RM: Absolutely. I gave up emailing Max back in October and I’m not really sure why the secrecy or delay, but from everything I’ve been told it’s a go with Max, Charlie and Trevor Carlin – which is great. But there also could be a hang-up because the engine situation isn’t settled yet. I think Chilton and Kimball want Honda but not sure they can be accommodated since Honda already is supplying 12 for 2018. Just a guess.
Q: The Indy 500 needs more viewers, so why not throw Arie Luyendyk Jr. in a car since he’s this season’s Bachelor? It airs on ABC, after all. He can’t do any worse than Jay Howard or Tristan Gommendy, can he? At least he would be a field-filler with some value.
John, Atlanta. GA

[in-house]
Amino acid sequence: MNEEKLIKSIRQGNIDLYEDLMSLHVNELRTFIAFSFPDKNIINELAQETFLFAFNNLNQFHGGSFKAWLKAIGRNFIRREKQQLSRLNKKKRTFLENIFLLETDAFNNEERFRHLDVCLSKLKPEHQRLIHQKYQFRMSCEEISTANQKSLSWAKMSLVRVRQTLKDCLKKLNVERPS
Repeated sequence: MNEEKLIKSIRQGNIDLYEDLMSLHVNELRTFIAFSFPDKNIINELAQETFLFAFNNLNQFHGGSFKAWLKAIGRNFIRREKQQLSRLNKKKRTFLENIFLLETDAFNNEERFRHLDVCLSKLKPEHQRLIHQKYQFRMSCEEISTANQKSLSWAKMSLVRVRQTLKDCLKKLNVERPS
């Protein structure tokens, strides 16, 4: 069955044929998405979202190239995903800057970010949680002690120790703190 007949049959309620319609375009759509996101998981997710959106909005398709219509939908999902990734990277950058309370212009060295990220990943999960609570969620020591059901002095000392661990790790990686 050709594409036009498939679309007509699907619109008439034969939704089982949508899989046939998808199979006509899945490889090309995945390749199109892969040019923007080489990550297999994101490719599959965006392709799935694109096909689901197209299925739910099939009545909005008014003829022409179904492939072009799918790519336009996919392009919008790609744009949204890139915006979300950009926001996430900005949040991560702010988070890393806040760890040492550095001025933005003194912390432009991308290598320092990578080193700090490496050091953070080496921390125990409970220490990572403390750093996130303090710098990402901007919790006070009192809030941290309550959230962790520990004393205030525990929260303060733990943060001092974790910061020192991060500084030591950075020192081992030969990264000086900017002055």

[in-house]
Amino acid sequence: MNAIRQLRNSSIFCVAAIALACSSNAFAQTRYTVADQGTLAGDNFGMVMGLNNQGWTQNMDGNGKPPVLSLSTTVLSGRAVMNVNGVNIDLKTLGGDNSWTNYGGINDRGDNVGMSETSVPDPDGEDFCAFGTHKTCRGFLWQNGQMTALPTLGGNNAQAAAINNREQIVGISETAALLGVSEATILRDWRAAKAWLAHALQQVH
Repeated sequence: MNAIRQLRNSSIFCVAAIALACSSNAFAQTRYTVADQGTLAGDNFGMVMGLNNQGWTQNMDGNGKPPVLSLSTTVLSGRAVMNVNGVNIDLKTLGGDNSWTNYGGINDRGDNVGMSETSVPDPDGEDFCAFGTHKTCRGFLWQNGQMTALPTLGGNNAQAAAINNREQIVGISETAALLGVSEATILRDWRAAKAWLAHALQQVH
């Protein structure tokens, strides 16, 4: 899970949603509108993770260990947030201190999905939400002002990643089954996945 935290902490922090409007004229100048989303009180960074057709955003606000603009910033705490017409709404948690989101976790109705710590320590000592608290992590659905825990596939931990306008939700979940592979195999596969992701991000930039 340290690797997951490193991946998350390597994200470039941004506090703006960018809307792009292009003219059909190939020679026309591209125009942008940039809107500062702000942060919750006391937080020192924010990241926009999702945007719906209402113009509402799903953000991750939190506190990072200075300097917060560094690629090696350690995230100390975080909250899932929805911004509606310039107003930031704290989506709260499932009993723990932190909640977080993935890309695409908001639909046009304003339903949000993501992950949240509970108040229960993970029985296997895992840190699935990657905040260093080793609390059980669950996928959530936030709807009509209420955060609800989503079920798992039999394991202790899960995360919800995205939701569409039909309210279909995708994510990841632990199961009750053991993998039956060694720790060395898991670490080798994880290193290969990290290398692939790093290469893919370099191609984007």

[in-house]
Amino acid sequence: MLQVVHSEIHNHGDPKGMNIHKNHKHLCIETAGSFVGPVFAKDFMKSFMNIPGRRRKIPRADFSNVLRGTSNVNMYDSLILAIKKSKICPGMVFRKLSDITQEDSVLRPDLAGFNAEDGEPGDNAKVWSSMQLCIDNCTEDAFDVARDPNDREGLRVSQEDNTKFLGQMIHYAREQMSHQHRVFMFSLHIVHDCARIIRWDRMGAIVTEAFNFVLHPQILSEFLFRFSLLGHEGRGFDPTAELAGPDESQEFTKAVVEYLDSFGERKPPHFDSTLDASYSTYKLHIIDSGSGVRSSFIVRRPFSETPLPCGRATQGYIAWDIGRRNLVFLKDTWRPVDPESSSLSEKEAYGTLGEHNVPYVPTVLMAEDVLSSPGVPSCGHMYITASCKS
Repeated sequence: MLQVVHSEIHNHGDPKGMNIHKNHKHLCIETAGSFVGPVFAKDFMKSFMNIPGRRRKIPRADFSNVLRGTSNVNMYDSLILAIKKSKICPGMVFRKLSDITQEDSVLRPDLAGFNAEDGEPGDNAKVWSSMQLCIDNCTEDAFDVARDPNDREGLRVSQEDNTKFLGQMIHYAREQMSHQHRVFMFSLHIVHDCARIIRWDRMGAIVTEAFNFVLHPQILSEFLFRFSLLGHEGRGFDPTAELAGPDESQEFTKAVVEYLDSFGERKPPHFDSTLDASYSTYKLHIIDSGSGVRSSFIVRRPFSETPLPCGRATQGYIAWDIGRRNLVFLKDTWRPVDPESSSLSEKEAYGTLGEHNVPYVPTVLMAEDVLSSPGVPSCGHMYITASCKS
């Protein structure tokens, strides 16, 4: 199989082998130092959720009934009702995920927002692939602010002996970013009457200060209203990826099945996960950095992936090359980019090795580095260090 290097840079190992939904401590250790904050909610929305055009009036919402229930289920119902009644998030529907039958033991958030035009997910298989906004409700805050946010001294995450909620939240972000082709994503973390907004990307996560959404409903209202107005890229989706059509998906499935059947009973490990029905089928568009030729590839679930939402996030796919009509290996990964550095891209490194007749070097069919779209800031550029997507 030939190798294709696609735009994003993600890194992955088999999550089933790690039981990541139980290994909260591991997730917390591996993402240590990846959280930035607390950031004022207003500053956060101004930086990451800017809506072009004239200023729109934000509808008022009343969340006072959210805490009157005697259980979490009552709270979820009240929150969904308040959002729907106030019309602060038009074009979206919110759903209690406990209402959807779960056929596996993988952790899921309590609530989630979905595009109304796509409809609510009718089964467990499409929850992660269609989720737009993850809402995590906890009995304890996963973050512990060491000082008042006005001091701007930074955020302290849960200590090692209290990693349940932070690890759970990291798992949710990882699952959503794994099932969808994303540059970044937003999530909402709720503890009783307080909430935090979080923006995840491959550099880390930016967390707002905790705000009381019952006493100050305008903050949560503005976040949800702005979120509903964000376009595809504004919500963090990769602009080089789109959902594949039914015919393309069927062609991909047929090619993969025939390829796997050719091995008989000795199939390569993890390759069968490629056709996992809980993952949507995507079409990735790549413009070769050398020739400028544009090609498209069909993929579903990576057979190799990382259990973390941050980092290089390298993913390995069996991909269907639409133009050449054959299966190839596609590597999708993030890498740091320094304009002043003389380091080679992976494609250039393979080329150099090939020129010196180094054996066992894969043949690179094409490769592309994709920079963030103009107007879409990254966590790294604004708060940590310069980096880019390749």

RM: If it was May and ABC was inclined to bring a film crew to town, hell yes put him in a car. But I really don’t think the Indy 500 would get more than a mention unless Arie ran well, got bumped (no chance) or survived a spectacular crash. I’ve never watched The Bachelor but I’m sure ABC likes to control the environment and the Speedway might be a little too big and too raw. Good idea, though.
Q: All of the talk around Verizon leaving as title sponsor at the end of 2018 has me feeling so disappointed, thinking about what could have been if they’d actually promoted the series. It also got me wondering about sponsors in general and how the process works. We all agree there is no better sponsor than ABC Supply. They have strong turnout at races, and I noticed there was even a separate parking lot for them at Gateway. While TV numbers are important, I would think that for sponsors one of the most important perks is being able to entertain clients. I have to believe this is a major reason why ABC Supply stays with A.J., since their money gets them more in IndyCar. So how much of a role does IndyCar have in pitching sponsors?